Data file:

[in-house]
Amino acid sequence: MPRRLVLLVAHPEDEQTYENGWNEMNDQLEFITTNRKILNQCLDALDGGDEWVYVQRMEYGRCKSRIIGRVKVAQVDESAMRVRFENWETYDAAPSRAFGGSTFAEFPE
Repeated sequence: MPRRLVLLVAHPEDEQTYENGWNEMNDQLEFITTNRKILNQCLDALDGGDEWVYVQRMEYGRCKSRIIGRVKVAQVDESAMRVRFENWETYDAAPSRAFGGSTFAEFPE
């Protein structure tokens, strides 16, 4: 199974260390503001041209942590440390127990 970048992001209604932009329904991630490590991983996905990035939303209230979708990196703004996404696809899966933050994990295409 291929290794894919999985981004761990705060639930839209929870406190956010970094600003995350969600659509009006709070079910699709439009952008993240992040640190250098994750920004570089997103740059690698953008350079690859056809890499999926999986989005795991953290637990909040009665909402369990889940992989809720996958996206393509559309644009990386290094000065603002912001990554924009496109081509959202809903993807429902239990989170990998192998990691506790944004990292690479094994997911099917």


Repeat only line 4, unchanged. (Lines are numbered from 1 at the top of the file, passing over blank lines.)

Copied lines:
């Protein structure tokens, strides 16, 4: 199974260390503001041209942590440390127990 970048992001209604932009329904991630490590991983996905990035939303209230979708990196703004996404696809899966933050994990295409 291929290794894919999985981004761990705060639930839209929870406190956010970094600003995350969600659509009006709070079910699709439009952008993240992040640190250098994750920004570089997103740059690698953008350079690859056809890499999926999986989005795991953290637990909040009665909402369990889940992989809720996958996206393509559309644009990386290094000065603002912001990554924009496109081509959202809903993807429902239990989170990998192998990691506790944004990292690479094994997911099917």